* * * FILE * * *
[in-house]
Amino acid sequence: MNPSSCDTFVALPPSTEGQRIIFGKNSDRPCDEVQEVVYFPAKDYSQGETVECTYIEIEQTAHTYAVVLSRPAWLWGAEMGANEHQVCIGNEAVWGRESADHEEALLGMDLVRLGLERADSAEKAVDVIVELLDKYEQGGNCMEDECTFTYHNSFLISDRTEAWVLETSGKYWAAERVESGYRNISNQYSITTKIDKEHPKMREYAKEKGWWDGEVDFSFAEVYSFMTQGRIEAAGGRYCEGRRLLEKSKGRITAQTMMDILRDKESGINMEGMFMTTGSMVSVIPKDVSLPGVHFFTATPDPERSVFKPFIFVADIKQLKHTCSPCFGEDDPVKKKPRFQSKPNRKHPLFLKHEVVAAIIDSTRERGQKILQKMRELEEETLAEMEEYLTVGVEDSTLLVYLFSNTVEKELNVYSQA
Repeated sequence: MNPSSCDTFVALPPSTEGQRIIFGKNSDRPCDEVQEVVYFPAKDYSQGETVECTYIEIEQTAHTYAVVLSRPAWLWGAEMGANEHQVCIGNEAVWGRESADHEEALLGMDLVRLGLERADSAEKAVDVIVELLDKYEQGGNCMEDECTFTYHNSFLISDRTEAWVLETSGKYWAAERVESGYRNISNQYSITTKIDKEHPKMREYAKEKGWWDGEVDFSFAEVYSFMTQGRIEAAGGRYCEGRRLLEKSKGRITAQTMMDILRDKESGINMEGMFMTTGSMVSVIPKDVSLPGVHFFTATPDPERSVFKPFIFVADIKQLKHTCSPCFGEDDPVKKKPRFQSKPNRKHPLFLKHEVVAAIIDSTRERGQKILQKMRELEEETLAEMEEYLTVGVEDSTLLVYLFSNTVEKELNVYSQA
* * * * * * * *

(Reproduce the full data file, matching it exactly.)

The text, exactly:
[in-house]
Amino acid sequence: MNPSSCDTFVALPPSTEGQRIIFGKNSDRPCDEVQEVVYFPAKDYSQGETVECTYIEIEQTAHTYAVVLSRPAWLWGAEMGANEHQVCIGNEAVWGRESADHEEALLGMDLVRLGLERADSAEKAVDVIVELLDKYEQGGNCMEDECTFTYHNSFLISDRTEAWVLETSGKYWAAERVESGYRNISNQYSITTKIDKEHPKMREYAKEKGWWDGEVDFSFAEVYSFMTQGRIEAAGGRYCEGRRLLEKSKGRITAQTMMDILRDKESGINMEGMFMTTGSMVSVIPKDVSLPGVHFFTATPDPERSVFKPFIFVADIKQLKHTCSPCFGEDDPVKKKPRFQSKPNRKHPLFLKHEVVAAIIDSTRERGQKILQKMRELEEETLAEMEEYLTVGVEDSTLLVYLFSNTVEKELNVYSQA
Repeated sequence: MNPSSCDTFVALPPSTEGQRIIFGKNSDRPCDEVQEVVYFPAKDYSQGETVECTYIEIEQTAHTYAVVLSRPAWLWGAEMGANEHQVCIGNEAVWGRESADHEEALLGMDLVRLGLERADSAEKAVDVIVELLDKYEQGGNCMEDECTFTYHNSFLISDRTEAWVLETSGKYWAAERVESGYRNISNQYSITTKIDKEHPKMREYAKEKGWWDGEVDFSFAEVYSFMTQGRIEAAGGRYCEGRRLLEKSKGRITAQTMMDILRDKESGINMEGMFMTTGSMVSVIPKDVSLPGVHFFTATPDPERSVFKPFIFVADIKQLKHTCSPCFGEDDPVKKKPRFQSKPNRKHPLFLKHEVVAAIIDSTRERGQKILQKMRELEEETLAEMEEYLTVGVEDSTLLVYLFSNTVEKELNVYSQA